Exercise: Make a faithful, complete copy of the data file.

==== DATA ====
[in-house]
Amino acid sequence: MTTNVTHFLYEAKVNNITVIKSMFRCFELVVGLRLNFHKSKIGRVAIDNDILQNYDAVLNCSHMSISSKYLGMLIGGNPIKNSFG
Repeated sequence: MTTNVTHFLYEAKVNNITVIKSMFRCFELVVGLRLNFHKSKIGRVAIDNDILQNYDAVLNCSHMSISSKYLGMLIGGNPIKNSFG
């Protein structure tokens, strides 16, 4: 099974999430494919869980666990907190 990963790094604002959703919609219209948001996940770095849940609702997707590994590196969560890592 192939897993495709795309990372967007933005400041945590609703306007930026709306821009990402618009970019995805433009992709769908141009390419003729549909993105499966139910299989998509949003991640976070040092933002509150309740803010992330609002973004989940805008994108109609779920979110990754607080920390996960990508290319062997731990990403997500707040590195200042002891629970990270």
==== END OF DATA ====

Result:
[in-house]
Amino acid sequence: MTTNVTHFLYEAKVNNITVIKSMFRCFELVVGLRLNFHKSKIGRVAIDNDILQNYDAVLNCSHMSISSKYLGMLIGGNPIKNSFG
Repeated sequence: MTTNVTHFLYEAKVNNITVIKSMFRCFELVVGLRLNFHKSKIGRVAIDNDILQNYDAVLNCSHMSISSKYLGMLIGGNPIKNSFG
């Protein structure tokens, strides 16, 4: 099974999430494919869980666990907190 990963790094604002959703919609219209948001996940770095849940609702997707590994590196969560890592 192939897993495709795309990372967007933005400041945590609703306007930026709306821009990402618009970019995805433009992709769908141009390419003729549909993105499966139910299989998509949003991640976070040092933002509150309740803010992330609002973004989940805008994108109609779920979110990754607080920390996960990508290319062997731990990403997500707040590195200042002891629970990270």